The NISV officially started the DSA certification procedure last June, but preparing the organization is an activity that already started a while ago. Read for example their white paper OAIS compliant Preservation Workflows in an AV Archive from 2013, in which they show how they plan to organize their workflows according to the OAIS model.

My colleague Annemieke de Jong , Preservation Officer at NISV, had an interesting interview in AV Insider about the efforts her team made to involve and to prepare the organization before they stepped into the process to get the Data Seal of Approval certification. The article describes for example their approach to guarantee authenticity and integrity and to make audit trails possible.  Valuable recommendations (from a practitioner!)  at the end of the article makes it a must read for everyone thinking about  getting certified.


Dutch digital developments

Some interesting developments are taking place in the Netherlands with regard to (preservation of) the digital heritage. Initiated by the Ministry of Education, Culture and Science the Network Digital Heritage (NDE) was set up. The participants in this network are national organizations with large digital collections, like the National Library (Koninklijke Bibliotheek) , the Institute of Sound and Vision, the Cultural Heritage Agency, the Royal Netherlands Academy of Arts and Sciences, and the National Archives, together with other partners like for example the knowledge center DEN.


This Network organized the Week of Cultural Heritage ( 9-12 March 2015) and presented the National Strategy for digital Heritage as well as a short animation . Sadly this is all in Dutch, hence this update.

The national strategy plans to streamline and intensify initiatives with regard to the digital heritage in the Netherlands . The strategy is focused on collaboration between all “cultural heritage organizations’ in the Netherlands. This phrase is perhaps a bit too limited, as for example the scientific community does not feel represented under the term “cultural heritage”, but they are included as well (via the Royal Netherlands Academy of Arts and Sciences).

This national collaboration should take place in two ways: vertically, within certain domains (archives and museums for example) where the big organisations in the domain could offer services and assist their colleagues from smaller organisations. And horizontally, by tearing down the traditional barriers between the domains and to look for shared initiatives to make a variety of collected material more visible to the public.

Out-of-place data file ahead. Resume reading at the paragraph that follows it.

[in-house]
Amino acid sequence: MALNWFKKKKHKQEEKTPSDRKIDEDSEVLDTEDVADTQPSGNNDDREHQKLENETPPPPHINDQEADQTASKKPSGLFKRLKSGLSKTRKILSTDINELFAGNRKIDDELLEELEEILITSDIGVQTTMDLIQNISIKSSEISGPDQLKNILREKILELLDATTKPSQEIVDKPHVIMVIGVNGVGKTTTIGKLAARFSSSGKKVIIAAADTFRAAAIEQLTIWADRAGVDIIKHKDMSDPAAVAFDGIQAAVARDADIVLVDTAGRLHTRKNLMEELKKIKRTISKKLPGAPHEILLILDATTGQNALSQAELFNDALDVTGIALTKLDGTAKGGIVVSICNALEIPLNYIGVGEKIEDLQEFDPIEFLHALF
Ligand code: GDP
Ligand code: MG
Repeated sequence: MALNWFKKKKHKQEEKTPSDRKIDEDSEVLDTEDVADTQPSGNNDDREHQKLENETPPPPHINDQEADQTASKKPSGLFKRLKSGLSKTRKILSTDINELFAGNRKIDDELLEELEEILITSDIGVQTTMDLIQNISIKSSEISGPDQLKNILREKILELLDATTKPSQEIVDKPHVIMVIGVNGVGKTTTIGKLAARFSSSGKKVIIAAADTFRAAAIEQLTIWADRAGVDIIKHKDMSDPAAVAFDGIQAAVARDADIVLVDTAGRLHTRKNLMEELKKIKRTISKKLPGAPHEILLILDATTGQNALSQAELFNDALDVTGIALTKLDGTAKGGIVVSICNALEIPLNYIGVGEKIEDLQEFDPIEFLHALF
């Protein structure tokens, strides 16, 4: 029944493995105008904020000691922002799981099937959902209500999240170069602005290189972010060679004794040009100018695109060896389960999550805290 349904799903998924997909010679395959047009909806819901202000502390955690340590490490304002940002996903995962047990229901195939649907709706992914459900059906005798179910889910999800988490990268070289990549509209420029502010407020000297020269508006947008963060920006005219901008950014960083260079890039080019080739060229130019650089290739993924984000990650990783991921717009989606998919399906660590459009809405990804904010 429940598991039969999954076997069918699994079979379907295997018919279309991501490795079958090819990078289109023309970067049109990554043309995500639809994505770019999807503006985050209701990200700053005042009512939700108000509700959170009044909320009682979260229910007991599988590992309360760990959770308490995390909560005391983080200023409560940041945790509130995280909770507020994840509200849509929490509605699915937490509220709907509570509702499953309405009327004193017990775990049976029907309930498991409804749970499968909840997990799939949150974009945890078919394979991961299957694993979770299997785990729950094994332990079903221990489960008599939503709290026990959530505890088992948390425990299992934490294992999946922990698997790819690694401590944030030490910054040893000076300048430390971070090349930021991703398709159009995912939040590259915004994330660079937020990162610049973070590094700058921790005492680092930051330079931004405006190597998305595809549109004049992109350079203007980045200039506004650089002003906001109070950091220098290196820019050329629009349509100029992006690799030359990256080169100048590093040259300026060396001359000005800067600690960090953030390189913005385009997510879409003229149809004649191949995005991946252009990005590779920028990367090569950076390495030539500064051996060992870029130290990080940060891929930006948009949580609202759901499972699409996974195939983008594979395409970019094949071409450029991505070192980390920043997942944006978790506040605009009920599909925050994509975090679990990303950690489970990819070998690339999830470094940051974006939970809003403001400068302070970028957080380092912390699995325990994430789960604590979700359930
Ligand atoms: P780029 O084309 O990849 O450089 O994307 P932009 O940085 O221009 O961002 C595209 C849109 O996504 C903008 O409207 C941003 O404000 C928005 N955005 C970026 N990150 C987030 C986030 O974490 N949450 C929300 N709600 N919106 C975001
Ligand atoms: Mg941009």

Three working groups are initiated to realize this in 2015-2016. Their goals are summarized in the slogan “Zichtbaar, Bruikbaar, Houdbaar”, translated as:

  1. Making digital heritage visible (Zichtbaar) This working group will identify what “the public” expects from digital heritage and how they want to use it, how to promote the visibility of the range of digital collections and how to support organisations to make their collections visible.
  2. Making digital heritage usable (Bruikbaar) This working group will deal with connections in all sorts: to aggregate and contextualize collections, to improve findability by making better use of existing thesauri and to work together with researchers to improve search facilities
  3. Preserve digital heritage for the long term (Houdbaar). For a preservationist this is the interesting part, although highly connected with the other working groups! In this working group the infrastructure in the Netherlands for digital preservation need to be developed. Thereby making use of already existing experience and facilities.

One could wonder, how is this related to the already existing National Coalition for Digital Preservation, the NCDD? Well, the NCDD plays a big role in knowledge dissemination about all aspects of digital preservation. This work will be continued, but the NCDD will also be leading working group 3.

These are interesting developments and it looks like many initiatives and plans are finally coming together and will hopefully lead to (a start of) an integrated approach for access to and preservation of our digital heritage. A memorisable moment for me was last February. For the first time it happened in the Netherlands that over 80 Dutch preservationists (and some Belgian colleagues) came together and discussed the national plans, sharing approaches, plans and doubts. Let’s see what we can achieve together!